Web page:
que nosotrosque repitiésemosThat We repeated
que vosotrosque repitieseisThat You repeated
que ustedes/ellos/ellasque repitiesenThat You/They repeated

Repetir Conjugation Pluperfect Subjunctive Form

Option 1

Subject PronounsPluperfect Subjunctive
que yoque hubiera repetido
que túque hubieras repetido
que él/ella/ustedque hubiera repetido
que nosotros/nosotrasque hubiéramos repetido
que vosotros/vosotrasque hubierais repetido
que ellos/ellas/ustedesque hubieran repetido

Option 2

Subject PronounsPluperfect Subjunctive
que yoque hubiese repetido
que túque hubieses repetido
que él/ella/ustedque hubiese repetido
que nosotros/nosotrasque hubiésemos repetido
que vosotros/vosotrasque hubieseis repetido
que ellos/ellas/ustedesque hubiesen repetido

Repetir Conjugation Future Subjunctive Form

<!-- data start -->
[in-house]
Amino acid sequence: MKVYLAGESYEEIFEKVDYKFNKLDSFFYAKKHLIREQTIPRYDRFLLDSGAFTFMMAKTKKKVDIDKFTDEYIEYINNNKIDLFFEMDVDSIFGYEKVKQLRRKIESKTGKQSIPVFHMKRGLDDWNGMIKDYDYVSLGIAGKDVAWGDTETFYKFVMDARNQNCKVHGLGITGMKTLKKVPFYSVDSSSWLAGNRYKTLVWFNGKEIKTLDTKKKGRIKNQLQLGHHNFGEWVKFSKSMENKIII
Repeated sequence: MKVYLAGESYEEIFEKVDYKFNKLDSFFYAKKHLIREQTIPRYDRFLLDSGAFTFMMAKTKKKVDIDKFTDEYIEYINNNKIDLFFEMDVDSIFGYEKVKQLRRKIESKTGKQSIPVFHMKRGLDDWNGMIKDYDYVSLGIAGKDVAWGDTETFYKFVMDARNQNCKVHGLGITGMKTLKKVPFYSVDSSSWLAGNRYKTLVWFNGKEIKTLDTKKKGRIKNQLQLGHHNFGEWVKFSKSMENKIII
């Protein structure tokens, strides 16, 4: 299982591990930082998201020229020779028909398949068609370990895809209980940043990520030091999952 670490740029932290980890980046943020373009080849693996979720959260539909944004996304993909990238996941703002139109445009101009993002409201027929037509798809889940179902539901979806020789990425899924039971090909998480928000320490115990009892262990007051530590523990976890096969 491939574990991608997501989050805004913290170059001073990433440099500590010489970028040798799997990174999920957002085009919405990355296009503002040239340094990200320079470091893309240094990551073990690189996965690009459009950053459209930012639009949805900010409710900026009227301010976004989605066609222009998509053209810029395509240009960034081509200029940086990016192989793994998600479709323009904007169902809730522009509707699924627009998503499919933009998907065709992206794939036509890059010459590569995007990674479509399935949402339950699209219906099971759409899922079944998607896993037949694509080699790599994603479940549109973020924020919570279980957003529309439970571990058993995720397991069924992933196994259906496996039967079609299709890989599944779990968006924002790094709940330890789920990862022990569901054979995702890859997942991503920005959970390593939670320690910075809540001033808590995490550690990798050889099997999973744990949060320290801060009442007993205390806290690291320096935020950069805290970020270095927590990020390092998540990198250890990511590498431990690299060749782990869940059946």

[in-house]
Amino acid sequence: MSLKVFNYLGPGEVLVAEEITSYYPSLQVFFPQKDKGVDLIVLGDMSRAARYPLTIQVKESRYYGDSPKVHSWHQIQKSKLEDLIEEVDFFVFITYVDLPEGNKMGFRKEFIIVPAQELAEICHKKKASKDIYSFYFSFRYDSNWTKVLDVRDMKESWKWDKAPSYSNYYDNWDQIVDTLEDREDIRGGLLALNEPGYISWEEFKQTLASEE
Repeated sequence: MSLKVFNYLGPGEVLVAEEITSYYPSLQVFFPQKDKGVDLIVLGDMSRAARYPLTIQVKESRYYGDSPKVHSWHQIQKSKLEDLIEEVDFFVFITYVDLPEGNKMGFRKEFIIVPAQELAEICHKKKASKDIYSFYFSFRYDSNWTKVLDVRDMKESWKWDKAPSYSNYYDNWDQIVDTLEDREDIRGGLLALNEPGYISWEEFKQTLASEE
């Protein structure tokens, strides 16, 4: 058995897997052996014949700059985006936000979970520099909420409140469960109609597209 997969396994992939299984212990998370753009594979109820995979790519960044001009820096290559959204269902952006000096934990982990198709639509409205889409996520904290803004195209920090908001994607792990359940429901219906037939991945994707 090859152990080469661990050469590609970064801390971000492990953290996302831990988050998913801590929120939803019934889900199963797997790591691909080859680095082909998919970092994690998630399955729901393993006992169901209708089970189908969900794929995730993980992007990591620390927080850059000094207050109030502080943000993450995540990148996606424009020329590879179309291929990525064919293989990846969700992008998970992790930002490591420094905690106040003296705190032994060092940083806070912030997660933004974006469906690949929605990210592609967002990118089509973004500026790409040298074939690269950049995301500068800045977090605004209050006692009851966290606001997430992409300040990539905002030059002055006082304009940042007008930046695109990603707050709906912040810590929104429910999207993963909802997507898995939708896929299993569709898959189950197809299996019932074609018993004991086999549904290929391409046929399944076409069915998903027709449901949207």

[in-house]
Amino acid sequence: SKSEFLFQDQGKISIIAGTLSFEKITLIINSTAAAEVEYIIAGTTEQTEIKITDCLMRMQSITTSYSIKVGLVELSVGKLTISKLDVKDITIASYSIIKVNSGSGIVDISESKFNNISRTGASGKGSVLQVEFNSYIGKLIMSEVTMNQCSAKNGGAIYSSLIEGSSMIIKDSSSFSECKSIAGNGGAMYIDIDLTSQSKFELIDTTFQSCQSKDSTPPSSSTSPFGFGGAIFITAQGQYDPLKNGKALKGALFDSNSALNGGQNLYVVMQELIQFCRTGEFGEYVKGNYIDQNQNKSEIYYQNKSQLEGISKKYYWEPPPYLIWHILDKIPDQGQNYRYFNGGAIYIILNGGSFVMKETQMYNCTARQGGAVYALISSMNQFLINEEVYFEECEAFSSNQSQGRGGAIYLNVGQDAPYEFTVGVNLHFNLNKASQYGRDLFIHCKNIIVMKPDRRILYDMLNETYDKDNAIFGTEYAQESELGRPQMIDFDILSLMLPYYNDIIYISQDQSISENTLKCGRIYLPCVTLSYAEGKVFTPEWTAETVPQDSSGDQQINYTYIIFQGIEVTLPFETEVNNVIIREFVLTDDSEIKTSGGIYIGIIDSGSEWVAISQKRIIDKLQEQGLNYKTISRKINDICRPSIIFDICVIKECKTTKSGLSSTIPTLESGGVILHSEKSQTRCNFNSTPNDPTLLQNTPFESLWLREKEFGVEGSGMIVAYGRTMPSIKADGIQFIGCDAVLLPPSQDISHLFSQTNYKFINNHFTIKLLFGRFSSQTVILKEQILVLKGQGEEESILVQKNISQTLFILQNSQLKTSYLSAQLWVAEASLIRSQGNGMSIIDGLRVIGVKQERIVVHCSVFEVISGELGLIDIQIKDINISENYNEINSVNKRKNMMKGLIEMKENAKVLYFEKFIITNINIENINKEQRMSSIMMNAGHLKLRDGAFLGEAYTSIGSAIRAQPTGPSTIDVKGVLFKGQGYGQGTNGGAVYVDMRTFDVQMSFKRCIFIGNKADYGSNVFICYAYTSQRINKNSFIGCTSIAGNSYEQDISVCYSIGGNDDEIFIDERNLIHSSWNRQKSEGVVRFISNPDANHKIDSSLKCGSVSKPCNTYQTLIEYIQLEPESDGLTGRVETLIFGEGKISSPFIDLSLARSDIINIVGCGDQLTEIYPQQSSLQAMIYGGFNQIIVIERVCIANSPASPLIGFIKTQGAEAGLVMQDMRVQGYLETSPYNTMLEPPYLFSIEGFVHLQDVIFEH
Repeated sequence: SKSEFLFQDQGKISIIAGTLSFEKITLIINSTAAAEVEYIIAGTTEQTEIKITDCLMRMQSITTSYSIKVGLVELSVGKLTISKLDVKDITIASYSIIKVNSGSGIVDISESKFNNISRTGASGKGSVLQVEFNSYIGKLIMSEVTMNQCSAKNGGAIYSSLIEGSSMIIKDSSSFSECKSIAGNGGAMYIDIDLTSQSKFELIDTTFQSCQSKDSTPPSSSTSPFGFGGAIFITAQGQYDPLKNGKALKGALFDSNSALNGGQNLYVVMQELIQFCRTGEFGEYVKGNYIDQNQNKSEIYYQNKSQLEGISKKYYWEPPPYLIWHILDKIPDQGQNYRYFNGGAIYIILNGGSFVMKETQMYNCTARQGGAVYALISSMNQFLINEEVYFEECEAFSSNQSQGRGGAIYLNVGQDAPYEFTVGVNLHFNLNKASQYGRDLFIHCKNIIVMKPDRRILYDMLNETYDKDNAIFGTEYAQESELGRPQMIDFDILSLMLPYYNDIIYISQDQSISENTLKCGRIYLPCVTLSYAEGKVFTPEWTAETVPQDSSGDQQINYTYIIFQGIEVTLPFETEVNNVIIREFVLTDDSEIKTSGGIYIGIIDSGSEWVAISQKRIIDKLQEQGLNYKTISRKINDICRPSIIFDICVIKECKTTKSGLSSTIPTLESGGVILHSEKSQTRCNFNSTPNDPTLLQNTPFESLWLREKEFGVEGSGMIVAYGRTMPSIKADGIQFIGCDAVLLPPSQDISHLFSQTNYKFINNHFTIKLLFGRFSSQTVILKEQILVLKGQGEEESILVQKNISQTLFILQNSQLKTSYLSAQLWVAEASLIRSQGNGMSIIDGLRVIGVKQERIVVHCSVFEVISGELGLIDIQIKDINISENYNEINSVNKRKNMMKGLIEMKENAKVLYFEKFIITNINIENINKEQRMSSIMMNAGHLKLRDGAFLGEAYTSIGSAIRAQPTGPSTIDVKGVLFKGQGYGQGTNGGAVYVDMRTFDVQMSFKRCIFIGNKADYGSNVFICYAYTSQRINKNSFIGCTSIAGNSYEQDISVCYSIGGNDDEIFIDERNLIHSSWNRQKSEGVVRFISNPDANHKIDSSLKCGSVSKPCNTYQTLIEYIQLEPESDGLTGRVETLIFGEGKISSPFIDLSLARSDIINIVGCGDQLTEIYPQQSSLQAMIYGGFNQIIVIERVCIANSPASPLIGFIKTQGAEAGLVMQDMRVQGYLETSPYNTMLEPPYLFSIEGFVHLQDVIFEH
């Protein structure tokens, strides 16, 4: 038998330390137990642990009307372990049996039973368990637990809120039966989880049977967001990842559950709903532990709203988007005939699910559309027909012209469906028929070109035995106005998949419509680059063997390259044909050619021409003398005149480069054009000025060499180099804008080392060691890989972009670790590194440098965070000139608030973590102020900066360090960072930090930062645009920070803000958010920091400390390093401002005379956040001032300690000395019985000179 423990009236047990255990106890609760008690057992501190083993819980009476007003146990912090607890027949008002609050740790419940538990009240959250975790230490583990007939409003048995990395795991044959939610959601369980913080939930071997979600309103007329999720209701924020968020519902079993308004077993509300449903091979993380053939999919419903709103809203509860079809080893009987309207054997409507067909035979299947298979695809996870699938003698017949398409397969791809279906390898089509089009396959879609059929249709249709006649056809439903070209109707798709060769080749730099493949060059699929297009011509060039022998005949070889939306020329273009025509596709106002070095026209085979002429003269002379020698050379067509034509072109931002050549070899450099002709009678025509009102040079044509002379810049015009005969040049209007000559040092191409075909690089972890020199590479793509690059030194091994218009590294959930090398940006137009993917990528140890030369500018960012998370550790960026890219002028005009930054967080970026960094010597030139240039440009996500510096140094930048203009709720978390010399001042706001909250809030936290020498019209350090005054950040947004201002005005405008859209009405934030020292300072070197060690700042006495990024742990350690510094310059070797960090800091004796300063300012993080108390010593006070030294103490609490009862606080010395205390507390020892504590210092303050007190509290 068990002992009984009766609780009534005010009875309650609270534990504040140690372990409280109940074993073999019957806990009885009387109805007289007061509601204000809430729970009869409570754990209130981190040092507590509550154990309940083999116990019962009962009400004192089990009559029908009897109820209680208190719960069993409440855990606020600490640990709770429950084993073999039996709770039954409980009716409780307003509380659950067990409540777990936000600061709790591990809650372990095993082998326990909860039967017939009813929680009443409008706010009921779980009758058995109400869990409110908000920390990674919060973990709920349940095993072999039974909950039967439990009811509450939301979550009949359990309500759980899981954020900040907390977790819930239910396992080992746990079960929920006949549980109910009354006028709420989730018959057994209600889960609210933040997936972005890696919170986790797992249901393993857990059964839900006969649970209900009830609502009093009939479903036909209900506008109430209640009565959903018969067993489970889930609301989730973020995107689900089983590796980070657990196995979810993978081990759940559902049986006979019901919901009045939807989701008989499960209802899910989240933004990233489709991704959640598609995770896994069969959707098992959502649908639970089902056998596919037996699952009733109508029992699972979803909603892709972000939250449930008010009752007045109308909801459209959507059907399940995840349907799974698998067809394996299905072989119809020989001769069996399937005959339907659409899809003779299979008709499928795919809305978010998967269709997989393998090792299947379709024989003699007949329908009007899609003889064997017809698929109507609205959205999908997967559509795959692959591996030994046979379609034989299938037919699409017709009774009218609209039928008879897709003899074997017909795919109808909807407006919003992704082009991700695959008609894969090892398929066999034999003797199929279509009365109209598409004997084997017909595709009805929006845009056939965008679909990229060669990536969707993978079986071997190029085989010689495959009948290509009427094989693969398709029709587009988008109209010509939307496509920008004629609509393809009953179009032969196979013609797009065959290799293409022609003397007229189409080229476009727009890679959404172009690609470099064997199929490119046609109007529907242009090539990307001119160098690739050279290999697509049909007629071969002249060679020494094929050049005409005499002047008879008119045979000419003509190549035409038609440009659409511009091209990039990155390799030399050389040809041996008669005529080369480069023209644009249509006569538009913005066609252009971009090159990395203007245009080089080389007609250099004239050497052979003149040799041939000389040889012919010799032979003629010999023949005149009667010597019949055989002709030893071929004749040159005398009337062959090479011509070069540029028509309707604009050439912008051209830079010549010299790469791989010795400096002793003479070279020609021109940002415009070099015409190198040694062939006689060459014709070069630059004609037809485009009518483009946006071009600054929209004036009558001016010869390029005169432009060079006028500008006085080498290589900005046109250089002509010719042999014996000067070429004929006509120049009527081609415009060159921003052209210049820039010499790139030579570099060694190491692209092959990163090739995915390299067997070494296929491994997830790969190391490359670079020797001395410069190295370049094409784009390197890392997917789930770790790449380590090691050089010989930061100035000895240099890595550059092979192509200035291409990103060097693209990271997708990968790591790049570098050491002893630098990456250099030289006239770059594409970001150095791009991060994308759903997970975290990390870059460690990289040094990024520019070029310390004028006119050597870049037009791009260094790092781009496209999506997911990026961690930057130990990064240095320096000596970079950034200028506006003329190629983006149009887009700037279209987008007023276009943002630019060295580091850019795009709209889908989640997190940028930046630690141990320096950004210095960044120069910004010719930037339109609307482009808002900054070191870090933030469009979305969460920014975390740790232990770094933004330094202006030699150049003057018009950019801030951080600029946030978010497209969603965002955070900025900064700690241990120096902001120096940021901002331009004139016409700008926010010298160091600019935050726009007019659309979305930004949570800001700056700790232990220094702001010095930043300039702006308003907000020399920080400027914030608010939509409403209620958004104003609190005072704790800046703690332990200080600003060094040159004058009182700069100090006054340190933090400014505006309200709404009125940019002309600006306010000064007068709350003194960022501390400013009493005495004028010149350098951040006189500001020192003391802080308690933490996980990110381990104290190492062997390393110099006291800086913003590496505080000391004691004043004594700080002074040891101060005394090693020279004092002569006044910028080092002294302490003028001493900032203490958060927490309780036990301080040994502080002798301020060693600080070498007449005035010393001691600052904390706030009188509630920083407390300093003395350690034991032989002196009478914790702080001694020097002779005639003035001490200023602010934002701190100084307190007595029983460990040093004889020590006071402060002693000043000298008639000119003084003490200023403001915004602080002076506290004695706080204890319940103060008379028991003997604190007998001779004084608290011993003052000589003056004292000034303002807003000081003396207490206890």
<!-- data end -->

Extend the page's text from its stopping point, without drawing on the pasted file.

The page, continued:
Subject PronounsFuture Subjunctive
que yoque repitiere
que túque repitieres
que él/ella/ustedque repitiere
que nosotros/nosotrasque repitiéremos
que vosotros/vosotrasque repitiereis
que ellos/ellas/ustedesque repitieren

Vivir Conjugation Imperative Form

We usually give/make commands in the imperative mood. In the first-person singular, Spanish has no imperative form though. This occurs since the language assumes you won’t talk out loud in telling yourself what to do.

Hence, the letter e in the stem of the third group of stem-changing verbs changes to i in all forms. However, nosotros and vosotros are exceptions to it. Another e: i stem-changing verb is this one. In comparison however, vivir is a regular verb.

Imperative (Positive Command)

Subject PronounsImperative (Positive)Translation
yo
repiteRepeat!
ustedrepitaRepeat!
nosotrosrepitamosLet’s repeat!
vosotrosrepetidRepeat!
ustedesrepitanRepeat!

Imperative (Negative Command)

Subject PronounsImperative (Negative)Translation
yo
no repitasDon’t repeat!
ustedno repitaDon’t repeat!
nosotrosno repitamosLet’s not repeat!
vosotrosno repitáisDon’t repeat!
ustedesno repitanDon’t repeat!